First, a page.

### Courses Taught at UCLA

I don't regularly teach anymore, but since folks occasionally find my old course notes useful, I've maintained them here.

**CS112: Modeling Uncertainty in Information Systems**(Spring 2011, Spring 2012)

(Previously offered under the title "Computer System Modeling Fundamentals")

This course is designed to help students develop mathematical reasoning skills necessary to solve problems that involve uncertainty. The first half of the course will cover the basics of probability, including probabilistic models, conditional probability, discrete and continuous random variables, expectation, mean and variance, and limit theorems. The second half of the course will focus on Markov chains and statistical inference. The foundational problem solving skills that students will learn in this class are crucial for many exciting areas of computer science that inherently involve uncertainty, including artificial intelligence and machine learning, data mining, financial modeling, natural language processing, bioinformatics, web search, algorithm design, cryptography, system design, network analysis, and more.

**CS260: Machine Learning Theory**(Fall 2010, Fall 2011)

(Initially offered as a section of CS269)

This course provides a taste of the theoretical foundations underlying common machine learning algorithms. It is primarily intended for students with some background and interest in machine learning who would like to know more about the theoretical foundations, and students with a background and interest in theoretical computer science who would like to know more about machine learning. Topics covered include an introduction to the PAC learning model, uniform convergence theory, VC dimension, online learning including the Perceptron and Winnow algorithms, no-regret learning and the Weighted Majority algorithm, ensemble methods and boosting, SVMs, connections to game theory, and some current learning theory research. Although this course has no official prerequisites, students who enroll should have a basic knowledge of probability and should be comfortable reading and writing formal mathematical proofs.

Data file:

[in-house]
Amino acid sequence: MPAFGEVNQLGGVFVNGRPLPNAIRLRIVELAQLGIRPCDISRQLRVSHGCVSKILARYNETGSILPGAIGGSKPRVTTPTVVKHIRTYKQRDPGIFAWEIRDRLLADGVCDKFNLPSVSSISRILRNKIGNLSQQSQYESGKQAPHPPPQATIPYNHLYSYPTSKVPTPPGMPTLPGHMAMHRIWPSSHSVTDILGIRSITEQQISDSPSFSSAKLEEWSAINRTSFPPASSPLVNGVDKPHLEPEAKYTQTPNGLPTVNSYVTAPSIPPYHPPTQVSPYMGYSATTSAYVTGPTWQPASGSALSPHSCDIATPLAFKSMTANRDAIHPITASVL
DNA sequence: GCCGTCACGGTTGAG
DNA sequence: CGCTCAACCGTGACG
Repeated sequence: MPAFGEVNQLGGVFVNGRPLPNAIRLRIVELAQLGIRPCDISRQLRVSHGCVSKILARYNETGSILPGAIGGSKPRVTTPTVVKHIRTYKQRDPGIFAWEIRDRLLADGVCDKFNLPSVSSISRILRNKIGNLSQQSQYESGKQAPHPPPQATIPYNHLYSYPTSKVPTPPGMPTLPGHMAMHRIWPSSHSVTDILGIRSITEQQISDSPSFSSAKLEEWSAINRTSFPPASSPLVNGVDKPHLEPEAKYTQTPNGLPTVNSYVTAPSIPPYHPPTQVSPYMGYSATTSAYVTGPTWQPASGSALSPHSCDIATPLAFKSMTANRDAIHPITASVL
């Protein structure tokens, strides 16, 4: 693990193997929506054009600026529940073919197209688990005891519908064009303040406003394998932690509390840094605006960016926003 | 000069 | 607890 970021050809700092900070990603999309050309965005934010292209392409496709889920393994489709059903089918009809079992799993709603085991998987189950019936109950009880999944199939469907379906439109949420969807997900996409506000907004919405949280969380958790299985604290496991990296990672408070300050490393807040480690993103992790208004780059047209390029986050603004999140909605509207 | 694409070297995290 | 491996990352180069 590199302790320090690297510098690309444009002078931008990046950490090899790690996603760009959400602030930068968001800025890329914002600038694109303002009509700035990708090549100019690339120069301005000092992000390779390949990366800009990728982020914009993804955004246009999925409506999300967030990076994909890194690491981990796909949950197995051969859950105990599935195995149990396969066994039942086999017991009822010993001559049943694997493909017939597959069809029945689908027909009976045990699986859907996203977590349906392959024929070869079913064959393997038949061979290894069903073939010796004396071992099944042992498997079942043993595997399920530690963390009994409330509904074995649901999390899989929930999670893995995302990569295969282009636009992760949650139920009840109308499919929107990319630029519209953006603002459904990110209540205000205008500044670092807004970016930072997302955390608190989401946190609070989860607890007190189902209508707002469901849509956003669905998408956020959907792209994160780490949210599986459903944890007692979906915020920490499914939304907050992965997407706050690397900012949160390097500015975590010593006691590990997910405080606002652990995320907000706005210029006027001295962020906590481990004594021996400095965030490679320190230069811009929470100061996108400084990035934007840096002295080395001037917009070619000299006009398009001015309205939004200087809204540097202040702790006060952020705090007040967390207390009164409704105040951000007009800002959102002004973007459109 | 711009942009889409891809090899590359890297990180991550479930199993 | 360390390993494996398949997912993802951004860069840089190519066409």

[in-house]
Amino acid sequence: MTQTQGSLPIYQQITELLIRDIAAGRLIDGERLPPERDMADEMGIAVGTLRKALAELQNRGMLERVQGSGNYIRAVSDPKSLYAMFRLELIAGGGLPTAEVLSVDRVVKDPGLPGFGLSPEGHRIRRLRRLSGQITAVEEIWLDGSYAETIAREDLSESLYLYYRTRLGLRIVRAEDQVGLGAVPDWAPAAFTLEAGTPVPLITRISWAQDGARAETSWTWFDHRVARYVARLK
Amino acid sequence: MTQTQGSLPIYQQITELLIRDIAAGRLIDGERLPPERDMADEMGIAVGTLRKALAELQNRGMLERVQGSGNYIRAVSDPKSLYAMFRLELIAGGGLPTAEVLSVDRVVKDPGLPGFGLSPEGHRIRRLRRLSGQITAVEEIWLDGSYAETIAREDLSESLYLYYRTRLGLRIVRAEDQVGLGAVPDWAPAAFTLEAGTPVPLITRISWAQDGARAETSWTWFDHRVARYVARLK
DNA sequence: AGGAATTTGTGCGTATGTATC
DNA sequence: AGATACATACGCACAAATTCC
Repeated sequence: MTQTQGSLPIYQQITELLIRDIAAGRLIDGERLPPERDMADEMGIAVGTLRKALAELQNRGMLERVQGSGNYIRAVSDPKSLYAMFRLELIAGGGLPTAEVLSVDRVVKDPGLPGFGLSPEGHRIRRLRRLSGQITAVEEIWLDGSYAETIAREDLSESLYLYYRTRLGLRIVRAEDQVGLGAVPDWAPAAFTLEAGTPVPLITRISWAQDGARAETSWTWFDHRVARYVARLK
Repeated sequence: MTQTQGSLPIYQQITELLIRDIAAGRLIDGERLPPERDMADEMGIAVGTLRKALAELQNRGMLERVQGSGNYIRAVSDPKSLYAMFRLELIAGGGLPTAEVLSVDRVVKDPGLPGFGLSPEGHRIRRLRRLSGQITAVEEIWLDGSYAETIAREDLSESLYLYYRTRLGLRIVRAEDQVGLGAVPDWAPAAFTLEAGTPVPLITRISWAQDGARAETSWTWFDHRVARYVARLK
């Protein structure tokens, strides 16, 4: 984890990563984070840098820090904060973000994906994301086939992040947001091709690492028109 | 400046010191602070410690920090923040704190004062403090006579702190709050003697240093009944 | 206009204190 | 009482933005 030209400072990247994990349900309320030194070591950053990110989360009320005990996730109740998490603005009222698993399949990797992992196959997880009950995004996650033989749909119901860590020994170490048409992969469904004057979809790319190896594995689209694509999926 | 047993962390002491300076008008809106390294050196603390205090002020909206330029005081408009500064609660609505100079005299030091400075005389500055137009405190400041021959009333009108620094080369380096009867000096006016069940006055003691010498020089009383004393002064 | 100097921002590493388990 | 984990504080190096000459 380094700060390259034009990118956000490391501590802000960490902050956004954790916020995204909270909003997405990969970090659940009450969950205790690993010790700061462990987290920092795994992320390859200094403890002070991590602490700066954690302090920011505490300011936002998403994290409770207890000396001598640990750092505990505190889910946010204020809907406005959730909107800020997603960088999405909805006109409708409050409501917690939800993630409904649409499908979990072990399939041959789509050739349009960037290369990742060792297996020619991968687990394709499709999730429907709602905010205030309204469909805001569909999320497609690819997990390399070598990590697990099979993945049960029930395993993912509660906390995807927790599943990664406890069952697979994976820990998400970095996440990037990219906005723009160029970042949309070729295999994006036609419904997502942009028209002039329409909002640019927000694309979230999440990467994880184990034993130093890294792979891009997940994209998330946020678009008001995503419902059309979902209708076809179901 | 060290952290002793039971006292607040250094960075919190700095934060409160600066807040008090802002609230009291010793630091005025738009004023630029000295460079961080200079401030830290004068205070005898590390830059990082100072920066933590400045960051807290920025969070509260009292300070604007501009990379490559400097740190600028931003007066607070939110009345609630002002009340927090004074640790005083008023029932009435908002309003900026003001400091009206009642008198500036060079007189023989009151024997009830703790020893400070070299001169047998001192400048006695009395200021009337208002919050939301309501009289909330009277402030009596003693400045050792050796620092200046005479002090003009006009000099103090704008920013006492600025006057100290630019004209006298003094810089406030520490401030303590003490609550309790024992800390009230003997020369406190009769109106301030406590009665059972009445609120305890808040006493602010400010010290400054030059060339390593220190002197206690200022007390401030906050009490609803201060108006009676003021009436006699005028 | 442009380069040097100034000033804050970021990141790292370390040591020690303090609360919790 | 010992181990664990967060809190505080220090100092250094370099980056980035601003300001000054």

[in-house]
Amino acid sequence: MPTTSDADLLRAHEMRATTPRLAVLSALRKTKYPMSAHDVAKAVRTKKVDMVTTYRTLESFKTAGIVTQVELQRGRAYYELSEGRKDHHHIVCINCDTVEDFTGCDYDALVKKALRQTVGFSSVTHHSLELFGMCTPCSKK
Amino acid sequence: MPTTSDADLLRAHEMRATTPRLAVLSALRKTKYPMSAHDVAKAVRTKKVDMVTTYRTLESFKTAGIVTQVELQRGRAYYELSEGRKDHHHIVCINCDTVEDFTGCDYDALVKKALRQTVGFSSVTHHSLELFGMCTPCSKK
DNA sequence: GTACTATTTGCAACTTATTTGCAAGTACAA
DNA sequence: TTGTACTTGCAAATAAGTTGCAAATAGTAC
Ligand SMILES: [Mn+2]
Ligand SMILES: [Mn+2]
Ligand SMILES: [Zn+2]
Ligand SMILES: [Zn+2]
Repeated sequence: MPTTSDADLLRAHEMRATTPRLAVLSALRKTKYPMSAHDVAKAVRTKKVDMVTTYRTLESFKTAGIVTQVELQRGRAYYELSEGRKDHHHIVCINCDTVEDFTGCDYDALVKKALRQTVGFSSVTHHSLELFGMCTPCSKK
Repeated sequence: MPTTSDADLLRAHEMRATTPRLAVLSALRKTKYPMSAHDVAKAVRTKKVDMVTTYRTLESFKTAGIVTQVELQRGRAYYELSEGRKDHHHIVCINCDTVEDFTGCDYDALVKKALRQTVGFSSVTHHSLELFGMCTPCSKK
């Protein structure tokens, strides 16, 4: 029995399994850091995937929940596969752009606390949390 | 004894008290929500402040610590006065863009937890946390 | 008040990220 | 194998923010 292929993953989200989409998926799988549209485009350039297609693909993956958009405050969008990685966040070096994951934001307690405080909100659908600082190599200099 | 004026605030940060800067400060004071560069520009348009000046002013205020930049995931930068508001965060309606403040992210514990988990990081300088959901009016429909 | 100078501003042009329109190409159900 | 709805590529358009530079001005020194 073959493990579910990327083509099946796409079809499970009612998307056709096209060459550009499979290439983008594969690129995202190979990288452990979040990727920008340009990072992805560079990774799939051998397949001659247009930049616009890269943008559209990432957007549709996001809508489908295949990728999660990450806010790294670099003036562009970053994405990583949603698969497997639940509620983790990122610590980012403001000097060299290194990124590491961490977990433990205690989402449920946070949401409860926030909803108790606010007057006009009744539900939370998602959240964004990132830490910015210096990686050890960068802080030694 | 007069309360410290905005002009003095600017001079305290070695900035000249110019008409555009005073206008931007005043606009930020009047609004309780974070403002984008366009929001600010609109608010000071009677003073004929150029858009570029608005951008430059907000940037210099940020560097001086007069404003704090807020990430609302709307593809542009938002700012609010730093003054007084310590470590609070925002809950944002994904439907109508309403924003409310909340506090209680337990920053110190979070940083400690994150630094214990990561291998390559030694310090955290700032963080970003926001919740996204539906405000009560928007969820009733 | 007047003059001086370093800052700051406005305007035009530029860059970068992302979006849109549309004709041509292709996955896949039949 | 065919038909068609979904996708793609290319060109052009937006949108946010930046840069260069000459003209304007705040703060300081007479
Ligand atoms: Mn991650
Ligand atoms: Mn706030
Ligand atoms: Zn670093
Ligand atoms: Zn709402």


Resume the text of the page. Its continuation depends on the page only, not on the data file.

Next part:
**CS269: Seminar on Mathematical Frameworks for Social Computing**(Winter 2012)

This seminar-style course will explore theoretical models and frameworks for social computing. We will examine ways in which techniques from learning theory, game theory, and theoretical computer science can be used to model and analyze social computing systems such as prediction markets, crowdsourcing markets, and peer production systems. Students will be expected to read and present research papers on these topics and complete an open-ended course project. Students who enroll should be very familiar with the basics of probability theory, comfortable reading and writing formal mathematical proofs, and eager to get involved in class discussions. A background in learning theory and/or game theory is helpful, but not required.